Kansas is in an awkward position.
The U.S. Fish and Wildlife Service must decide by Sept. 30 whether to propose listing the lesser prairie chicken as a threatened or endangered species. The bird’s range and numbers have been declining for years – everywhere except Kansas.
The western part of the state is now home to at least half of the world’s lesser prairie chicken population. The other half lives in nearby areas of Colorado, Oklahoma, New Mexico and Texas.
Together, the remaining birds are on less than 8 percent of their historic range. And, more than 90 percent of that current habitat is private property.
So, how landowners manage those 100 million-plus acres will ultimately determine the lesser prairie chicken’s future, said Charlie Lee, K-State Research and Extension wildlife specialist.
The decision could have a wide-ranging impact.
“The volunteer cooperation we’ve had from Kansas landowners should serve as an example for the other states to follow,” said Jim Pitman, small-game coordinator for the Kansas Department of Wildlife, Parks and Tourism.
But, the outcome may not be that simple.
State agencies fight back
The Fish and Wildlife Service raised the lesser prairie chicken’s candidate status in 2008, making it a high priority. Since then, the wildlife agencies in the five habitat states have been working together, trying to head off the perceived need for an FWS listing.
A listing would be “extremely detrimental to our conservation efforts,” Pitman explained.
The states’ efforts to preserve and improve habitat have earned the support of landowners, elected policy makers, USDA agencies and energy-production interests. Advocates include the entire Western Association of Fish and Wildlife Agencies, as well as such environmental groups as The Nature Conservancy and Pheasants Forever.
These state-interest sharers were encouraged in June 2012. The FWS opted to drop the listing process for the dunes sagebrush (i.e., prairie) lizard, because 70 percent of its range was already enrolled in voluntary conservation plans.
However, the FWS outlook for the lesser prairie chicken may include additional factors. Severe drought and Capitol Hill budget cutters both are creating new uncertainties.
Of course, an FWS proposal isn’t the end of the listing process. That can take a year. It must include 60 days for public comment, with at least one public hearing in the species’ territory. This typically sparks heated debate. Habitat states can continue to submit alternate analyses and ideas for a while. (Kansas is working on a plan to submit next spring.)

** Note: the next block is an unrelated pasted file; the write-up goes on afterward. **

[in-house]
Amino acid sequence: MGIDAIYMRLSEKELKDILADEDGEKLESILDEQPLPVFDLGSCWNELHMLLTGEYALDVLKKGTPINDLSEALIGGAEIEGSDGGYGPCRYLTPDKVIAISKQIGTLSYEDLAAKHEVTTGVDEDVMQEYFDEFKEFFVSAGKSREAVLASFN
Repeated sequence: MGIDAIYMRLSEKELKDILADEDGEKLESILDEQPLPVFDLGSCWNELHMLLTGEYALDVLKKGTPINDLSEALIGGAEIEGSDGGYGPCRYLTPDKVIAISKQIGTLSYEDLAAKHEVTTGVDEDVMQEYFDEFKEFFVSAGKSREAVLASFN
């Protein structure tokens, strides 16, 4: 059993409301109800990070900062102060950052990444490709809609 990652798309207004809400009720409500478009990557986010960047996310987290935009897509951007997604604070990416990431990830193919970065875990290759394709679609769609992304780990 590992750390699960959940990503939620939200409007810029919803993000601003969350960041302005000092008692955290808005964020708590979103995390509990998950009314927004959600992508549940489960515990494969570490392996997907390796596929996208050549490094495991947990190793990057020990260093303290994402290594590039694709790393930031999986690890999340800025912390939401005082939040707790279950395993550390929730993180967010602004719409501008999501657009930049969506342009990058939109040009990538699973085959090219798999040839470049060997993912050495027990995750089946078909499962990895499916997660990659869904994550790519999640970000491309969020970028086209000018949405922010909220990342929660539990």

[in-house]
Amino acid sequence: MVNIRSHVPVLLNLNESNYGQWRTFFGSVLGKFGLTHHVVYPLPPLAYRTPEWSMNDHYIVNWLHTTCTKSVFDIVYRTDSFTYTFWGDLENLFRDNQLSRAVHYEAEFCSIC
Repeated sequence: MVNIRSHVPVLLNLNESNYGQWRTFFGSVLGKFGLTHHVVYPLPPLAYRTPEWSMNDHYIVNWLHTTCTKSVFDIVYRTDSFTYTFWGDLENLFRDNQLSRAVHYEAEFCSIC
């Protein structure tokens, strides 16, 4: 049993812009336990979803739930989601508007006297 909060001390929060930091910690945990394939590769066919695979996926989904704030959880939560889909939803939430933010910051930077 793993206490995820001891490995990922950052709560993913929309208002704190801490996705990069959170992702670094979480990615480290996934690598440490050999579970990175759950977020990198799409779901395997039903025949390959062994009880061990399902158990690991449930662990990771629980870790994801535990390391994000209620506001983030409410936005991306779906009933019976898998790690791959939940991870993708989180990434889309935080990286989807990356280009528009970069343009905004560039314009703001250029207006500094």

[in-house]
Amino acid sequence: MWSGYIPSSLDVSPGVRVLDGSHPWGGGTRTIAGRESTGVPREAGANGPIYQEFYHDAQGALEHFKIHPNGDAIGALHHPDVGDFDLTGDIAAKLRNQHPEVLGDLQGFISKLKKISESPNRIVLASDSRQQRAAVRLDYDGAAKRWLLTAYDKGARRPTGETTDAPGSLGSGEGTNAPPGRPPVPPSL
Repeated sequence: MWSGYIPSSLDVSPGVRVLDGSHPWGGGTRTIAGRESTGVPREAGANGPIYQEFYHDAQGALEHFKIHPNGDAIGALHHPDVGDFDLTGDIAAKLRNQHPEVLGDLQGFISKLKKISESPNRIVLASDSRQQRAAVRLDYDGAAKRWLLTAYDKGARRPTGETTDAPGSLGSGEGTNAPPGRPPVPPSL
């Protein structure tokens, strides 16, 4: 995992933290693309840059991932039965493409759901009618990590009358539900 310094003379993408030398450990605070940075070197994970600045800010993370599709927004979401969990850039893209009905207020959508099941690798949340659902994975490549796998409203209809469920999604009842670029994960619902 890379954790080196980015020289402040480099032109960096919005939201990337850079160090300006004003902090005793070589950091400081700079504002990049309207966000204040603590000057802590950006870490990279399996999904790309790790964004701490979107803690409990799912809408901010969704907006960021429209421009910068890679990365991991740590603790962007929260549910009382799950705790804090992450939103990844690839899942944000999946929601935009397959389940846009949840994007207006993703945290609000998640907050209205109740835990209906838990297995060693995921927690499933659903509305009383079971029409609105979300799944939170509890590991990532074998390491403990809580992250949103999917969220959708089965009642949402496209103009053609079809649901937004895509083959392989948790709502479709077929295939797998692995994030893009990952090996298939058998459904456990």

Ironically, arguments about the lesser prairie chicken itself would be unlikely. The little game bird is definitely no insignificant fish, coffin beetle or big-eared bat.
The Bird People Value
Ecologists list the lesser prairie chicken as a sentinel species – one whose very presence is a sign of prairie health.
Plains dwellers tend to view it as a prairie icon, with deep roots in the region’s history. Bird watchers worldwide are willing to pay for a chance to see the chicken’s quirky, near-dawn mating rituals.
The only problem is: Lesser prairie chickens may gather each spring at a particular breeding ground or lek. But, they need to disperse and range across tens of thousands of acres through the other seasons. The Audubon Society estimates each mating group’s combined spring-to-spring habitat needs at 18.75 to 31.25 square miles.
Plains weather extremes can periodically cut a swath through all ground-feeding, native birds, including turkeys, pheasants and quails. Severe drought, in particular, can cause prairie chicken losses that seem appalling.
“This spring, Kansas chicken numbers were down about 50 percent. That’s not uncommon in a gallinaceous (ground-based) species, even in very good habitat,” said small-game coordinator Pitman.
His experience suggests that when the drought eases, the birds should return … if their habitat is still there.
Can States Still Be in Charge?
The 2008 farm bill will expire Sept. 30. The CRP contracts for millions of U.S. acres will expire in September, too.
Capitol Hill debate on the 2012 farm bill stalled before Congress recessed this summer. One of the unresolved differences between House and Senate was how deeply and how quickly to cut the CRP program further. (The CRP’s acreage cap peaked 10 years ago.)
Any short-term extension of the 2008 farm bill won’t create much certainty.
Jon Ungerer coordinates the five-state Lesser Prairie Chicken Initiative, introduced in 2010 by USDA’s Natural Resource Conservation Service (NRCS). He works with state agency biologists to provide landowners with on-site, technical help.
Ungerer views the CRP as vital to the initiative’s efforts. State and local NRCS offices also can help ranchers apply for cost-share funds (other farm bill provisions) to make environmental or wildlife habitat improvements. One initiative focus, for example, is to encourage ranchers to stop the invasion of such woody species as the eastern redcedar.
Winkler believes Kansas may actually be home to as much as 80 percent of the remaining lesser prairie chicken population. Like Pitman, he believes the FWS should look at that local success story before deciding to list the bird under the U.S. Endangered Species Act.